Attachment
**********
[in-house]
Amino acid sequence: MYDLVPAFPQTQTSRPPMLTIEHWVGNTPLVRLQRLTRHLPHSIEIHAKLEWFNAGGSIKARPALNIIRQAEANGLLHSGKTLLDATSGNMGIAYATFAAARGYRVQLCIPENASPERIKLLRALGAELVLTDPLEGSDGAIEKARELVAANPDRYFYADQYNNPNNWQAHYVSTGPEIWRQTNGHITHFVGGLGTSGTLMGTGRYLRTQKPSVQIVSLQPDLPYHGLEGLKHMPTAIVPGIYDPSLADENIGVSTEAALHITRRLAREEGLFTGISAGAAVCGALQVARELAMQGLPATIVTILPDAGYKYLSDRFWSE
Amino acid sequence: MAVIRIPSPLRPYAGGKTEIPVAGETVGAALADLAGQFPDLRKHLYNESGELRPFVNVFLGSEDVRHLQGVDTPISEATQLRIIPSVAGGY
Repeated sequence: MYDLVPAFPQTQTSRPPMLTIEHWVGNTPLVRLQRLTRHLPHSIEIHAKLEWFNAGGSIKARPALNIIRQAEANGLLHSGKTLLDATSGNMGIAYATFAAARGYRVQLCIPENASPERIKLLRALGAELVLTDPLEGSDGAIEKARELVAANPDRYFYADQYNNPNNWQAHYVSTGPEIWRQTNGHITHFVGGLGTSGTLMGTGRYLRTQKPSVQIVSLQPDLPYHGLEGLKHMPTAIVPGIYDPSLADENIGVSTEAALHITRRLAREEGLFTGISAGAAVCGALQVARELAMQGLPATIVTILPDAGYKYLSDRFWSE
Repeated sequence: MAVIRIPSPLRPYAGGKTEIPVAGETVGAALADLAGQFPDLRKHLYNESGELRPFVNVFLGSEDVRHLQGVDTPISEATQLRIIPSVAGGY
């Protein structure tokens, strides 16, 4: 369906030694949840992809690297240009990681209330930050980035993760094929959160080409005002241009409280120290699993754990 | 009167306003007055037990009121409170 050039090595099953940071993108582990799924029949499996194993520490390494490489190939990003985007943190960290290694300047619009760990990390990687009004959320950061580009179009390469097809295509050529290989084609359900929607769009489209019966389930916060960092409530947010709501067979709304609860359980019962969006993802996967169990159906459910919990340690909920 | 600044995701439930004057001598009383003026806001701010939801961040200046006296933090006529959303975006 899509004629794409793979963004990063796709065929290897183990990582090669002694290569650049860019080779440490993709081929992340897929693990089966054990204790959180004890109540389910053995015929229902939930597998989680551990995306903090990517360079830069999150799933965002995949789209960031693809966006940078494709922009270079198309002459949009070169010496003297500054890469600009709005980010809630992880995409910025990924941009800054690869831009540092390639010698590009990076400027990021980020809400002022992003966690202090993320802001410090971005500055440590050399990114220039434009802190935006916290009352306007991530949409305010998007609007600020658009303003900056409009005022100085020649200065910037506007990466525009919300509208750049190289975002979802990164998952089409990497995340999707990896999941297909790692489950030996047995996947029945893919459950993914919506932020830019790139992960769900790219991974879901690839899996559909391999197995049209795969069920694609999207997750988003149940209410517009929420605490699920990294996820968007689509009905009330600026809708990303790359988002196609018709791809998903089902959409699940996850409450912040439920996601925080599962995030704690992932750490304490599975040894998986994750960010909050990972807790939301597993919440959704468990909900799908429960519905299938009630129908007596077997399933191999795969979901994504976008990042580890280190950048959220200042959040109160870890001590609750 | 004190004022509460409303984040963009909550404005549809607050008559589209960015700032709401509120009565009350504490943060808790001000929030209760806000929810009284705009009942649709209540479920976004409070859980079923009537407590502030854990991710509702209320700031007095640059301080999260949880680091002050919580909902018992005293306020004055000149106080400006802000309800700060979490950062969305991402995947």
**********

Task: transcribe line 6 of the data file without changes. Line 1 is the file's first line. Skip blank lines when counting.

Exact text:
């Protein structure tokens, strides 16, 4: 369906030694949840992809690297240009990681209330930050980035993760094929959160080409005002241009409280120290699993754990 | 009167306003007055037990009121409170 050039090595099953940071993108582990799924029949499996194993520490390494490489190939990003985007943190960290290694300047619009760990990390990687009004959320950061580009179009390469097809295509050529290989084609359900929607769009489209019966389930916060960092409530947010709501067979709304609860359980019962969006993802996967169990159906459910919990340690909920 | 600044995701439930004057001598009383003026806001701010939801961040200046006296933090006529959303975006 899509004629794409793979963004990063796709065929290897183990990582090669002694290569650049860019080779440490993709081929992340897929693990089966054990204790959180004890109540389910053995015929229902939930597998989680551990995306903090990517360079830069999150799933965002995949789209960031693809966006940078494709922009270079198309002459949009070169010496003297500054890469600009709005980010809630992880995409910025990924941009800054690869831009540092390639010698590009990076400027990021980020809400002022992003966690202090993320802001410090971005500055440590050399990114220039434009802190935006916290009352306007991530949409305010998007609007600020658009303003900056409009005022100085020649200065910037506007990466525009919300509208750049190289975002979802990164998952089409990497995340999707990896999941297909790692489950030996047995996947029945893919459950993914919506932020830019790139992960769900790219991974879901690839899996559909391999197995049209795969069920694609999207997750988003149940209410517009929420605490699920990294996820968007689509009905009330600026809708990303790359988002196609018709791809998903089902959409699940996850409450912040439920996601925080599962995030704690992932750490304490599975040894998986994750960010909050990972807790939301597993919440959704468990909900799908429960519905299938009630129908007596077997399933191999795969979901994504976008990042580890280190950048959220200042959040109160870890001590609750 | 004190004022509460409303984040963009909550404005549809607050008559589209960015700032709401509120009565009350504490943060808790001000929030209760806000929810009284705009009942649709209540479920976004409070859980079923009537407590502030854990991710509702209320700031007095640059301080999260949880680091002050919580909902018992005293306020004055000149106080400006802000309800700060979490950062969305991402995947």